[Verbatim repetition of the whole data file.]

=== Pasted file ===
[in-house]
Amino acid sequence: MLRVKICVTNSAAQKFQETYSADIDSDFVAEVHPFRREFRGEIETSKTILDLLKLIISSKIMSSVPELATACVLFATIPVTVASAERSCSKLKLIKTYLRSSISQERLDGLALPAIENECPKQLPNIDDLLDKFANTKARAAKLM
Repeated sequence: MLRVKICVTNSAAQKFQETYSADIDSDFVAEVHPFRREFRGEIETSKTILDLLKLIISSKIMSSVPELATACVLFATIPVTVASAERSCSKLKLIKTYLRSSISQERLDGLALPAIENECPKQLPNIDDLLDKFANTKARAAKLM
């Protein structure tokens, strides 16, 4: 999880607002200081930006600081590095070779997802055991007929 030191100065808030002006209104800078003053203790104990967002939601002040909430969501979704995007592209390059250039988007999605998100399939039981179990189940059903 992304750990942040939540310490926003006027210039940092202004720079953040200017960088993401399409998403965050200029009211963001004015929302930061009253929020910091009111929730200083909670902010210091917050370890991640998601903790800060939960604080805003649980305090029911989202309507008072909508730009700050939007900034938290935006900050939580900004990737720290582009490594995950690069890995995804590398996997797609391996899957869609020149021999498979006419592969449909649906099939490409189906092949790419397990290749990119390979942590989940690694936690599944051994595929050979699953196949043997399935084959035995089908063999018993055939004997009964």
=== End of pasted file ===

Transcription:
[in-house]
Amino acid sequence: MLRVKICVTNSAAQKFQETYSADIDSDFVAEVHPFRREFRGEIETSKTILDLLKLIISSKIMSSVPELATACVLFATIPVTVASAERSCSKLKLIKTYLRSSISQERLDGLALPAIENECPKQLPNIDDLLDKFANTKARAAKLM
Repeated sequence: MLRVKICVTNSAAQKFQETYSADIDSDFVAEVHPFRREFRGEIETSKTILDLLKLIISSKIMSSVPELATACVLFATIPVTVASAERSCSKLKLIKTYLRSSISQERLDGLALPAIENECPKQLPNIDDLLDKFANTKARAAKLM
């Protein structure tokens, strides 16, 4: 999880607002200081930006600081590095070779997802055991007929 030191100065808030002006209104800078003053203790104990967002939601002040909430969501979704995007592209390059250039988007999605998100399939039981179990189940059903 992304750990942040939540310490926003006027210039940092202004720079953040200017960088993401399409998403965050200029009211963001004015929302930061009253929020910091009111929730200083909670902010210091917050370890991640998601903790800060939960604080805003649980305090029911989202309507008072909508730009700050939007900034938290935006900050939580900004990737720290582009490594995950690069890995995804590398996997797609391996899957869609020149021999498979006419592969449909649906099939490409189906092949790419397990290749990119390979942590989940690694936690599944051994595929050979699953196949043997399935084959035995089908063999018993055939004997009964």